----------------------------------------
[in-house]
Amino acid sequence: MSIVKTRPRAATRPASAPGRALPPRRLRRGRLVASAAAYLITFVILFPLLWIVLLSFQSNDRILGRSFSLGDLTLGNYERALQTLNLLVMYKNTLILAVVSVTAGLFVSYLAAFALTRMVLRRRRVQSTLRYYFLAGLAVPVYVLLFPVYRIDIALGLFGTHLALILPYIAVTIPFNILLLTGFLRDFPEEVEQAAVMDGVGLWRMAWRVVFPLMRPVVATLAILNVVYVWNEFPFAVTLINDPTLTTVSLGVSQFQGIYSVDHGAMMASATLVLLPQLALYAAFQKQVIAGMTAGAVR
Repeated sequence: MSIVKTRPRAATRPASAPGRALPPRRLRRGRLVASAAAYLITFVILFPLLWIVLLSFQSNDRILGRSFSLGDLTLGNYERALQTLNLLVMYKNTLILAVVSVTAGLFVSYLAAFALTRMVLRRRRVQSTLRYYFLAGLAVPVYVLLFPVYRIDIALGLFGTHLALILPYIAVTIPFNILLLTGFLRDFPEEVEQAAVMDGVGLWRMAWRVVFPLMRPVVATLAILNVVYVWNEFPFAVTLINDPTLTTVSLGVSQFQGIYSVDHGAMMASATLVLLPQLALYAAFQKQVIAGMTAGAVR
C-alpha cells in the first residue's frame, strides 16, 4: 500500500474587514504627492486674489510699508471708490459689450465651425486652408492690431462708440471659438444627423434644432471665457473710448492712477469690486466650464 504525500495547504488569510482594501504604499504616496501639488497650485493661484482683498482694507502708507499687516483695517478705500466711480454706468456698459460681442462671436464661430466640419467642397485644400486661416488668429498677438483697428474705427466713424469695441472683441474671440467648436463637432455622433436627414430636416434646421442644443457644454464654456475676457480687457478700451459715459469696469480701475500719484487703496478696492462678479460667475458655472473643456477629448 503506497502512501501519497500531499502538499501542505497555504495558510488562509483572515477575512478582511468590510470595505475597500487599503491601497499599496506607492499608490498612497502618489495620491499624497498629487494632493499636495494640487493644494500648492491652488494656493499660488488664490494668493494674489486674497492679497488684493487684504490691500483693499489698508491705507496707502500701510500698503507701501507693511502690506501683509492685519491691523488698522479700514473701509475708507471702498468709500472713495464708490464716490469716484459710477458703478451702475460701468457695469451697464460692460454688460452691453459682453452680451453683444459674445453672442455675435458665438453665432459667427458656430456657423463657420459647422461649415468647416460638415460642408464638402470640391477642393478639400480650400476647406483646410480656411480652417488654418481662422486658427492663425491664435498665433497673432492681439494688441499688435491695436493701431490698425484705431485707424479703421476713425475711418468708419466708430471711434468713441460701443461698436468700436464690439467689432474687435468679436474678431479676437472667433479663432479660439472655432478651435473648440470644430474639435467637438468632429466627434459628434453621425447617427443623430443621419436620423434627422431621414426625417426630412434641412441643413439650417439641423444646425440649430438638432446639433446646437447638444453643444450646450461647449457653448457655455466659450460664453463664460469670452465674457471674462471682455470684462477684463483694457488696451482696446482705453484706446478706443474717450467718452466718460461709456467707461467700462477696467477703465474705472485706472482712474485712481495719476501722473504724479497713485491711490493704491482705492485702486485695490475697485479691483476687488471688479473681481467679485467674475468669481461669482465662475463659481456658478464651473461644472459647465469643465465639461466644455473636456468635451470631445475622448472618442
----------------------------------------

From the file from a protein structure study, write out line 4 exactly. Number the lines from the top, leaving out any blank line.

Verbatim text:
C-alpha cells in the first residue's frame, strides 16, 4: 500500500474587514504627492486674489510699508471708490459689450465651425486652408492690431462708440471659438444627423434644432471665457473710448492712477469690486466650464 504525500495547504488569510482594501504604499504616496501639488497650485493661484482683498482694507502708507499687516483695517478705500466711480454706468456698459460681442462671436464661430466640419467642397485644400486661416488668429498677438483697428474705427466713424469695441472683441474671440467648436463637432455622433436627414430636416434646421442644443457644454464654456475676457480687457478700451459715459469696469480701475500719484487703496478696492462678479460667475458655472473643456477629448 503506497502512501501519497500531499502538499501542505497555504495558510488562509483572515477575512478582511468590510470595505475597500487599503491601497499599496506607492499608490498612497502618489495620491499624497498629487494632493499636495494640487493644494500648492491652488494656493499660488488664490494668493494674489486674497492679497488684493487684504490691500483693499489698508491705507496707502500701510500698503507701501507693511502690506501683509492685519491691523488698522479700514473701509475708507471702498468709500472713495464708490464716490469716484459710477458703478451702475460701468457695469451697464460692460454688460452691453459682453452680451453683444459674445453672442455675435458665438453665432459667427458656430456657423463657420459647422461649415468647416460638415460642408464638402470640391477642393478639400480650400476647406483646410480656411480652417488654418481662422486658427492663425491664435498665433497673432492681439494688441499688435491695436493701431490698425484705431485707424479703421476713425475711418468708419466708430471711434468713441460701443461698436468700436464690439467689432474687435468679436474678431479676437472667433479663432479660439472655432478651435473648440470644430474639435467637438468632429466627434459628434453621425447617427443623430443621419436620423434627422431621414426625417426630412434641412441643413439650417439641423444646425440649430438638432446639433446646437447638444453643444450646450461647449457653448457655455466659450460664453463664460469670452465674457471674462471682455470684462477684463483694457488696451482696446482705453484706446478706443474717450467718452466718460461709456467707461467700462477696467477703465474705472485706472482712474485712481495719476501722473504724479497713485491711490493704491482705492485702486485695490475697485479691483476687488471688479473681481467679485467674475468669481461669482465662475463659481456658478464651473461644472459647465469643465465639461466644455473636456468635451470631445475622448472618442